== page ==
Say Hello to the Robotic Personal Assistant of Your Dreams
Born from MIT's Media Lab, 'Jibo' can take photos, remind you of important dates and events and, more importantly, interact with you and learn about you.
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Wall-E, eat your mechanical heart out. A Boston-based entrepreneur has created a real-life, robotic personal assistant. And it looks pretty cool.
The device is called Jibo. It was created by Dr. Cynthia Breazeal, an associate professor at the Massachusetts Institute of Technology, where she founded and directs the Personal Robots Group at the MIT Media Lab. Jibo is intended to be a "family robot," able to take photos, remind you of important dates and events and, more importantly, interact with you and learn about you.
"The mobile computing revolution has paved the way for social robots to come into the home, both from a technological price/performance perspective and a consumer readiness perspective," Breazeal tells Entrepreneur.com. "People are already talking to their smartphones and computers. They are anticipating that social robots for the home are coming soon."
Sound a bit creepy? Sure it does. But take a look at the video below to get a better sense of Jibo's capabilities.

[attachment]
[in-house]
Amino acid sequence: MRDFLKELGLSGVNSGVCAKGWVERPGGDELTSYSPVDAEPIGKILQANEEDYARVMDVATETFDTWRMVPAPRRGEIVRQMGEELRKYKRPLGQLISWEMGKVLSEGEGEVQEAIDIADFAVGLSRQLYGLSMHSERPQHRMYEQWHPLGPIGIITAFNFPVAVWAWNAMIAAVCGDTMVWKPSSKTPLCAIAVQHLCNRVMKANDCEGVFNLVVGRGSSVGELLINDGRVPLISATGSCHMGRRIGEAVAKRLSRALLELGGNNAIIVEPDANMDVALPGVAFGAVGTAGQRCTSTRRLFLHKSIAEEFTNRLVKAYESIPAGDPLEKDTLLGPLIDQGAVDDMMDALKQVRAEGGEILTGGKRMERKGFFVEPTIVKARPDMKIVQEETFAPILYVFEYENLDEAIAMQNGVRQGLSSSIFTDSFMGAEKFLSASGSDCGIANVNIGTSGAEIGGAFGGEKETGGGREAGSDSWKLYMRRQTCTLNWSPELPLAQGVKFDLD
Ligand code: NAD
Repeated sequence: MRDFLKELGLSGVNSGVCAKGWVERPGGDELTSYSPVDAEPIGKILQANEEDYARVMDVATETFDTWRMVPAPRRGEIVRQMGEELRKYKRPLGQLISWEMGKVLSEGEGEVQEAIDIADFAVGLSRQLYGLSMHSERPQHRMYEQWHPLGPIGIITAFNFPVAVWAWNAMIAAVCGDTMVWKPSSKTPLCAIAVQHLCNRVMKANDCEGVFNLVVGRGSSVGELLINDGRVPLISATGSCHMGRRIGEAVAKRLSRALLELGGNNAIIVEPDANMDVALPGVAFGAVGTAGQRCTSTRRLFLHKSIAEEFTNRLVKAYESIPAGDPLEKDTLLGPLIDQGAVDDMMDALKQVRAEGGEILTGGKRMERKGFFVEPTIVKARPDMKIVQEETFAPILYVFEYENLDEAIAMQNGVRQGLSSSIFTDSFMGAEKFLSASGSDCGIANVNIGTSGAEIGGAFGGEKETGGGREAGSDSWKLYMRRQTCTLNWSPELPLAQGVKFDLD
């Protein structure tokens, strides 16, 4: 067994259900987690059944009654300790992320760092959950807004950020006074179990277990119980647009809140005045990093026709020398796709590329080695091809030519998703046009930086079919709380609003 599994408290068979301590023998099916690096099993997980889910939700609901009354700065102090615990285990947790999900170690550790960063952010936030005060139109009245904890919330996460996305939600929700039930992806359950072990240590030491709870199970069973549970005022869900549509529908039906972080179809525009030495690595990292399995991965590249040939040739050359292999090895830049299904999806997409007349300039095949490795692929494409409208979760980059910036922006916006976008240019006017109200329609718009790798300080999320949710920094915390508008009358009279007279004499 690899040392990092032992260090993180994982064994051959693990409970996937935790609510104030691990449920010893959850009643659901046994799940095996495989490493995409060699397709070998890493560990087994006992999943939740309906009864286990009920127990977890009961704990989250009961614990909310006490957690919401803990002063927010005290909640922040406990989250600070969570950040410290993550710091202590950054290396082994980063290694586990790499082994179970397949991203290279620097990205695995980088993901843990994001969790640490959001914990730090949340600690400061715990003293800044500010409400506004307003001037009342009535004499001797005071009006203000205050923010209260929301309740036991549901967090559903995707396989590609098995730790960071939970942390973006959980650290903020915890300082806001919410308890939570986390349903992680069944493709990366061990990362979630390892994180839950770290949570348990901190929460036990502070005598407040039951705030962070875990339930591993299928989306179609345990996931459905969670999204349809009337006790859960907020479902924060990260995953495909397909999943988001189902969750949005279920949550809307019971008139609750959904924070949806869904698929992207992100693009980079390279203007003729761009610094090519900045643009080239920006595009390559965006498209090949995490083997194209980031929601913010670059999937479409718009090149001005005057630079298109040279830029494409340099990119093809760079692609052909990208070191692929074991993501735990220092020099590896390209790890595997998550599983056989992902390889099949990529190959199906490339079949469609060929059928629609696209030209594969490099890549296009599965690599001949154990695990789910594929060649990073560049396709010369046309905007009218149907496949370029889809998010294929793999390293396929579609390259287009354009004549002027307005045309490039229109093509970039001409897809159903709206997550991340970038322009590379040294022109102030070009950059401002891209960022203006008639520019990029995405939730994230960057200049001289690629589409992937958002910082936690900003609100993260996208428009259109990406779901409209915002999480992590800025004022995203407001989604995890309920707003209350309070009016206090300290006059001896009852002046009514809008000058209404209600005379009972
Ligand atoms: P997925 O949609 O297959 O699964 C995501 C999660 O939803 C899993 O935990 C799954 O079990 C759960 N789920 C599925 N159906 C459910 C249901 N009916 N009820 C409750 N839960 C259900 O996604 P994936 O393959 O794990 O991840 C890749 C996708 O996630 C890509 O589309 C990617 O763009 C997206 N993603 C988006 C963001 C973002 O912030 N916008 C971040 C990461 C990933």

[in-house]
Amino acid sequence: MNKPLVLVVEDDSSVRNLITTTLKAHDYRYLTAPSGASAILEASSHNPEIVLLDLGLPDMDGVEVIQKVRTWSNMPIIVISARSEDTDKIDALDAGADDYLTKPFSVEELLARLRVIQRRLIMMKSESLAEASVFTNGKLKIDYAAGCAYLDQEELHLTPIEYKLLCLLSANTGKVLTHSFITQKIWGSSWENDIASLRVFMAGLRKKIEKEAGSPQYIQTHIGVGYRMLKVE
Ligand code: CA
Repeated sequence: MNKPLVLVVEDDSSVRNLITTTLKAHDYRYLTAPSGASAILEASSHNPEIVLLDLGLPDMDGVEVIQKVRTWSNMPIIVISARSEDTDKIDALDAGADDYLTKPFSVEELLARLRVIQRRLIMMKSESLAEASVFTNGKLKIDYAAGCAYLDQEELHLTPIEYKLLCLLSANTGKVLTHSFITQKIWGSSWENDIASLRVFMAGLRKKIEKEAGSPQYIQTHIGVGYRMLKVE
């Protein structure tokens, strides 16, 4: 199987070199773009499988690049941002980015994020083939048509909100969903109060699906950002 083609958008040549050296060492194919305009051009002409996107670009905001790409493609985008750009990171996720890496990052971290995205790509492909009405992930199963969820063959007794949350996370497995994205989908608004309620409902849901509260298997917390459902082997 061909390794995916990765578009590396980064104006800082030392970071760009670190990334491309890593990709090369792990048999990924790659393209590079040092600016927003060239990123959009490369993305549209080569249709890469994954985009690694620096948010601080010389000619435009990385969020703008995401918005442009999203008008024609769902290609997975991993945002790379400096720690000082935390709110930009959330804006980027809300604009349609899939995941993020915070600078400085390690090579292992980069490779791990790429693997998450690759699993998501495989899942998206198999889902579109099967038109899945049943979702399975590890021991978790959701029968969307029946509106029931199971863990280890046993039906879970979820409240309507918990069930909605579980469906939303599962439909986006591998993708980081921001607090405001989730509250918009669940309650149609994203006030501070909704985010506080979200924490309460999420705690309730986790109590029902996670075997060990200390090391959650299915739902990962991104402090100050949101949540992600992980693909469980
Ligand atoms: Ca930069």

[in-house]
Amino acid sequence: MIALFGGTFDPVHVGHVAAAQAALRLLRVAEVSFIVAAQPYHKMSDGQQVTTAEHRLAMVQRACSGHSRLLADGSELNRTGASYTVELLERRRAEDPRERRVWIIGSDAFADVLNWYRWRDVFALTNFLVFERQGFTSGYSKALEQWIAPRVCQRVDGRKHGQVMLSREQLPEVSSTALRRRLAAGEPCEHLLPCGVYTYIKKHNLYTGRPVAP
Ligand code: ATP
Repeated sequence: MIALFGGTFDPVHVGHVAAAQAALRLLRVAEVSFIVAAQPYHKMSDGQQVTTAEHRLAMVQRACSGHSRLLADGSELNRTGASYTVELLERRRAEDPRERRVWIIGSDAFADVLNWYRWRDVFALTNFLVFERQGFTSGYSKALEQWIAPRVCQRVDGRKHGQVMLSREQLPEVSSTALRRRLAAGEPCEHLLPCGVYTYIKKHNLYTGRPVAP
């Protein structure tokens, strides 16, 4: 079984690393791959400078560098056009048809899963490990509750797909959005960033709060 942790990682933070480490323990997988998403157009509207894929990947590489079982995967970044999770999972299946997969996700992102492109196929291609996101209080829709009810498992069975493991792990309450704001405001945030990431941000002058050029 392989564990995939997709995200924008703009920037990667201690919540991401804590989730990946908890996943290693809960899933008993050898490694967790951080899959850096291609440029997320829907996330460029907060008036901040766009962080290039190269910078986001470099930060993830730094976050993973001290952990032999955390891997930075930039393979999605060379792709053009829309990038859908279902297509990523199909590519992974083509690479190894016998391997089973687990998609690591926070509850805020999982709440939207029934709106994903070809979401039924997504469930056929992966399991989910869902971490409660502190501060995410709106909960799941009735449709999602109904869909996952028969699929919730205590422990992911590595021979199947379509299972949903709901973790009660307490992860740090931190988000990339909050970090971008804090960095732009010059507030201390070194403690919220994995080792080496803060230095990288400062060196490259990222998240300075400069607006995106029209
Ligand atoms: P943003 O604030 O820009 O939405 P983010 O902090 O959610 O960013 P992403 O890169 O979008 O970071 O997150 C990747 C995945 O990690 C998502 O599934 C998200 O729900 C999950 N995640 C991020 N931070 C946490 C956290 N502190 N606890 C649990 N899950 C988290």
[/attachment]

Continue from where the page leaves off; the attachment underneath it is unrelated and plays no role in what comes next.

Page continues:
Today, Breazeal is launching an Indiegogo crowdfunding campaign in hopes of generating $100,000 or more to help get Jibo off the ground. Jibo Inc. was founded in late 2012 and has already raised funds from investors including Boston's Charles River Ventures and others.
"Jibo is a social robot that comes with a core set of skills," Breazeal says of the sleek-looking contraption, which stands at approximately 11 inches tall and weighs 6 pounds. "Jibo can perform these skills for you through natural and intuitive interaction -- speech plus other inputs such as vision and touch. Jibo learns from interacting with you in the context of his skills to personalize them to you. Jibo also can learn who you are by recognizing your face and voice."
So it talks, learns and comes with facial-recognition technology -- along with all the usual motors, cameras, microphones and speakers. Tech geeks are sure to rave. Others (those who are already freaked out about spying and the security of their personal information), well, maybe not so much.
The consumer version of Jibo will cost $499 and is expected to begin shipping to the U.S., Canada, Europe, Japan, Korea and Taiwan in late 2015.